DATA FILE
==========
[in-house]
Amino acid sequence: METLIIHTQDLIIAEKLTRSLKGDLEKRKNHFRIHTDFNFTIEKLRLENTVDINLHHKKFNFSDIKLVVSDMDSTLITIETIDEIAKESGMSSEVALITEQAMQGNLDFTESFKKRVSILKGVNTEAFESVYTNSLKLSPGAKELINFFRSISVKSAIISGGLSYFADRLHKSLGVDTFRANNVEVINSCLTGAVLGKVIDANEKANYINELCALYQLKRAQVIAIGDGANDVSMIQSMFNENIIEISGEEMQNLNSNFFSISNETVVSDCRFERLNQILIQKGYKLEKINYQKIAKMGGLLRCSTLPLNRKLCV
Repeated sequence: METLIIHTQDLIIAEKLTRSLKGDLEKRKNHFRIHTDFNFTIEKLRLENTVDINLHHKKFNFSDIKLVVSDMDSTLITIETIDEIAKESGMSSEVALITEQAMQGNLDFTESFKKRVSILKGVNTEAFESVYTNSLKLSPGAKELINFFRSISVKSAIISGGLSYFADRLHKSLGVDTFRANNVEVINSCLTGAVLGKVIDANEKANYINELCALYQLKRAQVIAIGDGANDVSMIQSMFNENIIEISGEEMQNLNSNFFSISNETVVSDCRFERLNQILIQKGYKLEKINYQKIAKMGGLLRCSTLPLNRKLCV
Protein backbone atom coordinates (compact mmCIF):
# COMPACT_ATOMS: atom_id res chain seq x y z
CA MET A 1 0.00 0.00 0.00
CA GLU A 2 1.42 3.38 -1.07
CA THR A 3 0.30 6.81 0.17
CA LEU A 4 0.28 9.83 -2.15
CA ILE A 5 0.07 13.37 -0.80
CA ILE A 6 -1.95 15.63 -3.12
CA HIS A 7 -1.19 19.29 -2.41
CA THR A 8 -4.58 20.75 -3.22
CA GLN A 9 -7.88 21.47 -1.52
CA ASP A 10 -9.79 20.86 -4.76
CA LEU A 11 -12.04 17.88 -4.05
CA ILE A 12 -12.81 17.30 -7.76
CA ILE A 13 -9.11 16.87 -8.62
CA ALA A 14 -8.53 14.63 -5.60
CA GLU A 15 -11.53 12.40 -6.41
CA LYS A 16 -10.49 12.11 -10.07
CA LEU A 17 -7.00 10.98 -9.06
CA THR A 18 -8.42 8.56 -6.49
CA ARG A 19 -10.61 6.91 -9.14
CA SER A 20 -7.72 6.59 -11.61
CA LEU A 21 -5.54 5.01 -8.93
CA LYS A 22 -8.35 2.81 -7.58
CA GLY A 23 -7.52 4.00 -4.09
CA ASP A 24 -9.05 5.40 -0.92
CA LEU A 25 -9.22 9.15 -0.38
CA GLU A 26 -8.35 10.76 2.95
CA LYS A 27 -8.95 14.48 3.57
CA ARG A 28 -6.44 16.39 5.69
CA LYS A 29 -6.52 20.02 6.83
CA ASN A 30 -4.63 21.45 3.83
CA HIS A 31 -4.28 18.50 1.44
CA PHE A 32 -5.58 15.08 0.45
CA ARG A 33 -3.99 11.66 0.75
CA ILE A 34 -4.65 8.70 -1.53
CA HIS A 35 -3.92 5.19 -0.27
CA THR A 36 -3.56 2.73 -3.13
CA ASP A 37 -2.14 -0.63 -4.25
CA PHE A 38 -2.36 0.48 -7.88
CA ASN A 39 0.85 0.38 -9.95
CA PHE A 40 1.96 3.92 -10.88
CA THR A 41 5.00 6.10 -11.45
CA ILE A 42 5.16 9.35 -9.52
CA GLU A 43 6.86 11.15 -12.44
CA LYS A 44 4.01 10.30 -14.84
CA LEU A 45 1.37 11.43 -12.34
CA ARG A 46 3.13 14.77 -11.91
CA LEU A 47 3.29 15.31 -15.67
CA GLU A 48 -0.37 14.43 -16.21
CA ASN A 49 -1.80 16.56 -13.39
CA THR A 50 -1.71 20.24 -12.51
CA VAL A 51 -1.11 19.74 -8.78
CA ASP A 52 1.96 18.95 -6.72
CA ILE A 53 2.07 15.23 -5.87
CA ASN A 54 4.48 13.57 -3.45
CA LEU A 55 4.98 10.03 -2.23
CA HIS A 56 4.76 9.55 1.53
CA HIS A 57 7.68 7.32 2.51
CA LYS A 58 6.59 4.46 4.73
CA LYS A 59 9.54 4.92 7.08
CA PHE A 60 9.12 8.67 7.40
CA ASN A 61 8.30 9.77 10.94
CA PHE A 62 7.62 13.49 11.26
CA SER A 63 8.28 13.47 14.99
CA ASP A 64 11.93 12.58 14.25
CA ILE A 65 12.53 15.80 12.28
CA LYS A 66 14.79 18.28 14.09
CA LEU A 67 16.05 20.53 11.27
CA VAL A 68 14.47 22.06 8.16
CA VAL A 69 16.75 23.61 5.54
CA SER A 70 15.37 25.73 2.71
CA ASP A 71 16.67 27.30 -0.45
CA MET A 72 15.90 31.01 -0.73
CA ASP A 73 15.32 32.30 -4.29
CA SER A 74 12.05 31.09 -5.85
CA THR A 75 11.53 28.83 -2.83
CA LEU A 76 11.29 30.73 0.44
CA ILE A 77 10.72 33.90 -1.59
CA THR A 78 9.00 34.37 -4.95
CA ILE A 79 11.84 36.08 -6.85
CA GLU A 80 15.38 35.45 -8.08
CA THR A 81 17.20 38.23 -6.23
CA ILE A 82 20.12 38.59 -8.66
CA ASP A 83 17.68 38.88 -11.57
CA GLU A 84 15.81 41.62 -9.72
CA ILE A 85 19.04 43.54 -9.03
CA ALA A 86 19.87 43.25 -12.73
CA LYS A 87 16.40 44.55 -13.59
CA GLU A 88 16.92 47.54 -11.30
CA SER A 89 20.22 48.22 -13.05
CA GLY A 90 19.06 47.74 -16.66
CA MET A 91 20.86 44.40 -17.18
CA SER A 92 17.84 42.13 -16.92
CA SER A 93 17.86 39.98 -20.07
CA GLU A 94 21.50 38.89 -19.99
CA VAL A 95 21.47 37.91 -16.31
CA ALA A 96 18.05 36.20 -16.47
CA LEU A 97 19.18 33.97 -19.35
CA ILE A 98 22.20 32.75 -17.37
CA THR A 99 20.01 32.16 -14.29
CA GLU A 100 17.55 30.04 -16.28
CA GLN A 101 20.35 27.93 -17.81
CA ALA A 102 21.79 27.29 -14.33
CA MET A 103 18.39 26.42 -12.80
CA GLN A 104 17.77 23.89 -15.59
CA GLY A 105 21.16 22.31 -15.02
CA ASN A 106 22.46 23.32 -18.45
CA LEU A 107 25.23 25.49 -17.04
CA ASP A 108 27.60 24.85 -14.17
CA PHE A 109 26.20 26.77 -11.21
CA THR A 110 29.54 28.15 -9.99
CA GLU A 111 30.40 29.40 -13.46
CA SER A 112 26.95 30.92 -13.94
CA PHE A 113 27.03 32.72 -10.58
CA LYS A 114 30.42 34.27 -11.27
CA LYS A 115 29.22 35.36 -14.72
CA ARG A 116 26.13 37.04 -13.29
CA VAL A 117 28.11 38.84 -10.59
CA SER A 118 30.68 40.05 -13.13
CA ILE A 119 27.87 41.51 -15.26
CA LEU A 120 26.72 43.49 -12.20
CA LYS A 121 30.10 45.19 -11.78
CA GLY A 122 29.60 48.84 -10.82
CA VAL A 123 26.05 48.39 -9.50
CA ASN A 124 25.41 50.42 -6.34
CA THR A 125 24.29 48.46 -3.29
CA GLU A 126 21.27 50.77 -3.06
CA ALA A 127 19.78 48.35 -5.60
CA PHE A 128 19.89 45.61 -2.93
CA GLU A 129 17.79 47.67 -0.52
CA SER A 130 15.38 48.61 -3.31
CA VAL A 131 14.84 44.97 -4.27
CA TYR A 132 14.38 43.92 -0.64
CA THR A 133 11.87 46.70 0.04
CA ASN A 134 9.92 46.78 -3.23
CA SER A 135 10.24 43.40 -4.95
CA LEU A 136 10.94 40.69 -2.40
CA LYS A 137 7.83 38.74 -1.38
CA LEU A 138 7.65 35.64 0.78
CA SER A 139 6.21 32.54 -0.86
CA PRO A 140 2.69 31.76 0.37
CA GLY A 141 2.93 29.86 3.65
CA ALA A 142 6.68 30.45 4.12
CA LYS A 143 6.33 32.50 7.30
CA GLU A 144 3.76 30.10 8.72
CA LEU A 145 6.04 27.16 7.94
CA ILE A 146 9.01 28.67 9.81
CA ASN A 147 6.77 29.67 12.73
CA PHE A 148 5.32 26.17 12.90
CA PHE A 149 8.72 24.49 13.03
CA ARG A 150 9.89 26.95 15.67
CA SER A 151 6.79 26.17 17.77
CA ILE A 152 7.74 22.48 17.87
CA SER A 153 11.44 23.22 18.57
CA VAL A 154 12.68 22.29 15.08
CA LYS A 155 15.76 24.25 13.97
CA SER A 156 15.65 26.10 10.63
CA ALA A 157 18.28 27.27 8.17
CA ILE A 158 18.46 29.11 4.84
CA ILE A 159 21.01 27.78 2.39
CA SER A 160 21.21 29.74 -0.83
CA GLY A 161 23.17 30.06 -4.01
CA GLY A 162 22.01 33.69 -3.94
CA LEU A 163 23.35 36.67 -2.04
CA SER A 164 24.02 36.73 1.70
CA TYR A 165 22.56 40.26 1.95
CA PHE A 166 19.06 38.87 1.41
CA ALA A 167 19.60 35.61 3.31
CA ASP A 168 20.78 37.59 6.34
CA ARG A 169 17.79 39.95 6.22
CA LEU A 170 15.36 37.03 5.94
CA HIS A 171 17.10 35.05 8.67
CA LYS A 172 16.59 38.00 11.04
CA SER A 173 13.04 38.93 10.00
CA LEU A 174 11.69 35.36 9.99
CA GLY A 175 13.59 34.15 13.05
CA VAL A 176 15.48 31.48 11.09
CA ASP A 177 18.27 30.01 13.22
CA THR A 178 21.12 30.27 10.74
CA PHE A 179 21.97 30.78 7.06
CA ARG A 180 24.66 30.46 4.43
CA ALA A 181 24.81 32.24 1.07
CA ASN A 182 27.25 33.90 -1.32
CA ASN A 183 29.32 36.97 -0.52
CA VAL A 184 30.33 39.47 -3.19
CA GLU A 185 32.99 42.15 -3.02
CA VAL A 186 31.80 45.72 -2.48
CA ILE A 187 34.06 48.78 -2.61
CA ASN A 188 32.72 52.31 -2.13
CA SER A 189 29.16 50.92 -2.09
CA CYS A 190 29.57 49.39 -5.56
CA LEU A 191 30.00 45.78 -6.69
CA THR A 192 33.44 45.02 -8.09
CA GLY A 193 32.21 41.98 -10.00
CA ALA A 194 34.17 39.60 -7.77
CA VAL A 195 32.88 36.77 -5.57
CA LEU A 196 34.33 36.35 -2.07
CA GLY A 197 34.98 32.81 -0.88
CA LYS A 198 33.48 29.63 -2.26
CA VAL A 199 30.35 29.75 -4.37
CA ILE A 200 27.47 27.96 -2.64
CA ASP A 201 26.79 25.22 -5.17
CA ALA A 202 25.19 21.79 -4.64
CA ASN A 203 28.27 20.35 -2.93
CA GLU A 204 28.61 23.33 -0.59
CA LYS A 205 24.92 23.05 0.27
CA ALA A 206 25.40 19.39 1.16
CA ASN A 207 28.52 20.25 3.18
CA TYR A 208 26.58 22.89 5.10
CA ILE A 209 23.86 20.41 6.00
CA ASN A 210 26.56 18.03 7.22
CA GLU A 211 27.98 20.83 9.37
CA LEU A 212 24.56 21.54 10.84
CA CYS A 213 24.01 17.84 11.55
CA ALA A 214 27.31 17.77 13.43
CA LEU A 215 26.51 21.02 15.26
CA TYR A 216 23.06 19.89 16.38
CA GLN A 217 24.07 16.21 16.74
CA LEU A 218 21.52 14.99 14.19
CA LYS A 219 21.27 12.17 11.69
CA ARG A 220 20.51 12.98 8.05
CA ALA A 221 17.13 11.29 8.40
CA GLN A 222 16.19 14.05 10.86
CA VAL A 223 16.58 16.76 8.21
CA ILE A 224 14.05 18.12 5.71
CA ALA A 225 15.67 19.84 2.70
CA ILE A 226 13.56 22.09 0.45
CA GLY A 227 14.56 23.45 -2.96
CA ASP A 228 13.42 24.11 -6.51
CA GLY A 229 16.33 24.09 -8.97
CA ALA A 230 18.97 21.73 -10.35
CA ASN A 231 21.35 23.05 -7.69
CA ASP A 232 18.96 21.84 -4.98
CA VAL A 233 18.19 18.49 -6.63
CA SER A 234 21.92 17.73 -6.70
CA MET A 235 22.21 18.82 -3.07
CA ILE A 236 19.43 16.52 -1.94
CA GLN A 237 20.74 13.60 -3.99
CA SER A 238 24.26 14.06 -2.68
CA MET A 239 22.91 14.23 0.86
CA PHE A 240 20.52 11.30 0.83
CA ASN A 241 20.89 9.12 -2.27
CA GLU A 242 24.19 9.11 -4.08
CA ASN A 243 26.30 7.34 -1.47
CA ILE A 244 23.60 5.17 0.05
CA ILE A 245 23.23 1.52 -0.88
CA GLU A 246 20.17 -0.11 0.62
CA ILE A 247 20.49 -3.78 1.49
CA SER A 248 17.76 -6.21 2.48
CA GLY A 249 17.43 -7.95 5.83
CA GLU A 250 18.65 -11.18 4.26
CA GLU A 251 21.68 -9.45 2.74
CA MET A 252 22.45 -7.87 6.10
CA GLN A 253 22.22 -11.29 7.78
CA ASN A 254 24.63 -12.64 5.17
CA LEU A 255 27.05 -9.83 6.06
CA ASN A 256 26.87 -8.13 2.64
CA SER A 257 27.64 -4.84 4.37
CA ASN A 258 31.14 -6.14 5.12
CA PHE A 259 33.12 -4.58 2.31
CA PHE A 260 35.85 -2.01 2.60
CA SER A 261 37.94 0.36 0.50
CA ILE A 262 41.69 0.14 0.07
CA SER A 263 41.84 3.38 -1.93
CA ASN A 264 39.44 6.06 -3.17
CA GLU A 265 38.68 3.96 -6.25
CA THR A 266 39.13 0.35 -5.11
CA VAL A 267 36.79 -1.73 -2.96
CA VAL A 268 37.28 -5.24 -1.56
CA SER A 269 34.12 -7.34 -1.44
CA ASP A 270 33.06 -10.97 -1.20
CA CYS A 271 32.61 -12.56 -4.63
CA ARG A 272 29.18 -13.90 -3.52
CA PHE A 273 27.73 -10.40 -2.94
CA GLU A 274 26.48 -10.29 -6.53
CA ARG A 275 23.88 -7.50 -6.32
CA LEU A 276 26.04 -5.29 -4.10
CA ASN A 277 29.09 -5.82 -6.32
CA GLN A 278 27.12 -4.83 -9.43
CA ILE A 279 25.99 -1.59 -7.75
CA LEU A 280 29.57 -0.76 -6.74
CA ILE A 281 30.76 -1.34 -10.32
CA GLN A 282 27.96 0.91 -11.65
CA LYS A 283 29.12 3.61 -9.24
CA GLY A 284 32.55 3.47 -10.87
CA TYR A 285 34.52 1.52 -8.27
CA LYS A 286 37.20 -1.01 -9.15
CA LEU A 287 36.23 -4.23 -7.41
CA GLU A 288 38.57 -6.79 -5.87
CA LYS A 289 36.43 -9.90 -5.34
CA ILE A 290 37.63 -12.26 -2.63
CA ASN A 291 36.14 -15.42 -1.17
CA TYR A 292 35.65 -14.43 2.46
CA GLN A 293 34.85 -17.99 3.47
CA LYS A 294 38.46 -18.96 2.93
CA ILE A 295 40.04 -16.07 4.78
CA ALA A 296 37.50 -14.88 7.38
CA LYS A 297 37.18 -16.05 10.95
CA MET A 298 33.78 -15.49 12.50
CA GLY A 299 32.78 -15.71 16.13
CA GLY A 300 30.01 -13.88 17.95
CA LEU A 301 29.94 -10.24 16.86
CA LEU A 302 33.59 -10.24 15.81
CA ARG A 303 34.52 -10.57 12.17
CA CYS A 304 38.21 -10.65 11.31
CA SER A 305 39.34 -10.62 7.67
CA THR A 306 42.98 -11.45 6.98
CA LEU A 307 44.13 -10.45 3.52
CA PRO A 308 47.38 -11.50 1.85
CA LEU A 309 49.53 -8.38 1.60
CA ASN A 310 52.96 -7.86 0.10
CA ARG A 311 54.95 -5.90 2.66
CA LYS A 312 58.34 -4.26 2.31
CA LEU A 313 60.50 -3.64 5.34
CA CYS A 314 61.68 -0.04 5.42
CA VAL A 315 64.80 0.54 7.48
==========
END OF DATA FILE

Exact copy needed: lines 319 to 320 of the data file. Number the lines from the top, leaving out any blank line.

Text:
CA CYS A 314 61.68 -0.04 5.42
CA VAL A 315 64.80 0.54 7.48